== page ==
DEAR DOCTOR K:
My husband had cataract surgery 10 years ago. Now it’s my turn. Have there been any advances in the past decade that I should know about?
A cataract is a clouding of the lens of the eye. It commonly causes poor vision and blindness among older adults. But cataracts can be surgically removed and replaced with artificial lenses. In fact, cataract surgery has become fairly routine. The vast majority of people who undergo this procedure have excellent outcomes.
I spoke to my colleague Dr. Christian Song. He is a cataract and refractive surgeon at Harvard-affiliated Massachusetts Eye and Ear Infirmary. He noted that advances in imaging and measuring, and of the lenses themselves, are making cataract surgery even better.
Typically, cataract surgery is an outpatient procedure. To remove the cataract, the surgeon makes a circular incision around the eye’s lens. Then he or she uses ultrasound to break up and remove the cloudy lens. After that, a new lens is slipped into the eye.
Some surgeons still use a scalpel for the incision. But more and more, surgeons are using an ultra-short-pulse laser. This allows doctors to make more precise incisions than they can by hand, and softens the cataract for easier removal. The laser also helps to ensure better centering of the implanted lens. Another advance: These days, 3D imaging is used with the laser, allowing still greater precision.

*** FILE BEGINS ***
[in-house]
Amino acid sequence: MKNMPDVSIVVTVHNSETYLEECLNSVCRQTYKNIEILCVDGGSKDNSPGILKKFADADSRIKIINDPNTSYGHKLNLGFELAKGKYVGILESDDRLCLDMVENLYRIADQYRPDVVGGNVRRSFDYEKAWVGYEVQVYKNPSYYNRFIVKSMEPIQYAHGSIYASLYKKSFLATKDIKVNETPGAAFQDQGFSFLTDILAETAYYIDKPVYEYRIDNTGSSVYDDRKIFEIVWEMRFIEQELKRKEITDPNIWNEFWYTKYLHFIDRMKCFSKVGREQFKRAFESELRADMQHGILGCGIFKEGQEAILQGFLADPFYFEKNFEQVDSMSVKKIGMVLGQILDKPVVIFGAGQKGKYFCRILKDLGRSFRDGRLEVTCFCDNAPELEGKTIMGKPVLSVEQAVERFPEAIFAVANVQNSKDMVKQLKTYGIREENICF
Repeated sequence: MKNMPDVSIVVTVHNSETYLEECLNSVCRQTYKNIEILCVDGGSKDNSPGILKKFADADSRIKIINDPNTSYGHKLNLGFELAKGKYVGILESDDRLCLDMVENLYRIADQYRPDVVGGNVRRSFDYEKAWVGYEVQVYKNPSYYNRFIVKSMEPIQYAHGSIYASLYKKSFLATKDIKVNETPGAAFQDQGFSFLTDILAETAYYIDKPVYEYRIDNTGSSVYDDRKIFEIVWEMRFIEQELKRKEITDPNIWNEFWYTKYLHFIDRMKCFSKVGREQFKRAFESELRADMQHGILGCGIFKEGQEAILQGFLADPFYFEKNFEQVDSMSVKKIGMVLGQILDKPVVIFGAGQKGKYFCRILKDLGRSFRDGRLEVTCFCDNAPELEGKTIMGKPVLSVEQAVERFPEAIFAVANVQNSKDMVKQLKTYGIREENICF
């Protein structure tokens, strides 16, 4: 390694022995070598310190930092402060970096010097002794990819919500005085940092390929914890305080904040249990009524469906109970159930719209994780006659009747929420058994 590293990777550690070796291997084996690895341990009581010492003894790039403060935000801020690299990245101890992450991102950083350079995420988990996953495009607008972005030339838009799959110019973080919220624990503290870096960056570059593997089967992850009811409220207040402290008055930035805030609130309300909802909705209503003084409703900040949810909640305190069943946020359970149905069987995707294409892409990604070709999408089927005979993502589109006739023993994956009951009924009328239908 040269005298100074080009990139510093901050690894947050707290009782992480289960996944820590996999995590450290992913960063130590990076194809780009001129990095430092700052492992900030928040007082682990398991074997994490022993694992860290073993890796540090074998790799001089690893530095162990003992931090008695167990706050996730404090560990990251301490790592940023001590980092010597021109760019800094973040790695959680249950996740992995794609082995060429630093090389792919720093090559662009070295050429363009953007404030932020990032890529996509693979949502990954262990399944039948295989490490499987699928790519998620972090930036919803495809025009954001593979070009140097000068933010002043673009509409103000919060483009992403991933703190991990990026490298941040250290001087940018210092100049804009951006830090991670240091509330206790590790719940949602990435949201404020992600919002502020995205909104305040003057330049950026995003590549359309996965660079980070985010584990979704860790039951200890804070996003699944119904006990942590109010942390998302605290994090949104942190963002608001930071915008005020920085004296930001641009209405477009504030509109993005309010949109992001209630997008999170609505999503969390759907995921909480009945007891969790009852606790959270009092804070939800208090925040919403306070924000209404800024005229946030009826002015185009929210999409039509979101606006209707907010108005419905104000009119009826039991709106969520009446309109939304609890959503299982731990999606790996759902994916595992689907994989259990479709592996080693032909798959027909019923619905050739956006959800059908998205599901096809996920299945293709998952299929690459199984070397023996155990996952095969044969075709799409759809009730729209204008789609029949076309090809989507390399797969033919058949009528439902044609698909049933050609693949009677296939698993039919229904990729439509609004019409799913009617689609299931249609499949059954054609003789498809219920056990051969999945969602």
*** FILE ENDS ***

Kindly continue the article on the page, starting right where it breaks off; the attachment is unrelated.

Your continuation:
Once the cataract has been removed, a device attached to a microscope measures the total refractive error of the eye. (A refractive error occurs when the shape of the eye prevents light from focusing directly on the retina. As a result, vision appears blurred.) A sophisticated new technology called “intraoperative wavefront aberrometry” allows doctors to more accurately calculate the right lens power for the eye. This has been especially helpful for people who have had previous laser vision correction, such as LASIK.
This technology has also improved the ability to reduce or eliminate the effect of astigmatism. This is an imperfection in the shape of the cornea or lens, causing images to appear distorted or blurry.
Despite these advances, cataract surgery is not without risks. Complications are rare, but they can include severe vision loss, bleeding and infection.
That may sound scary, but the important thing to remember about rare complications is that they’re rare. I’m not being flip; I’m having cataract surgery in a few weeks, well aware of the possible complications. But I’ve balanced the benefit from the surgery against the risk — and it’s an easy call for me.
Cataract surgery won’t necessarily give you the vision you had when you were much younger. I’m not expecting that, and neither should you. But it is very likely to improve the vision you and I have now.
Cataract surgery today is so much more successful, and complications are so much rarer, than when I went to medical school. You and I can look forward to a very good outcome.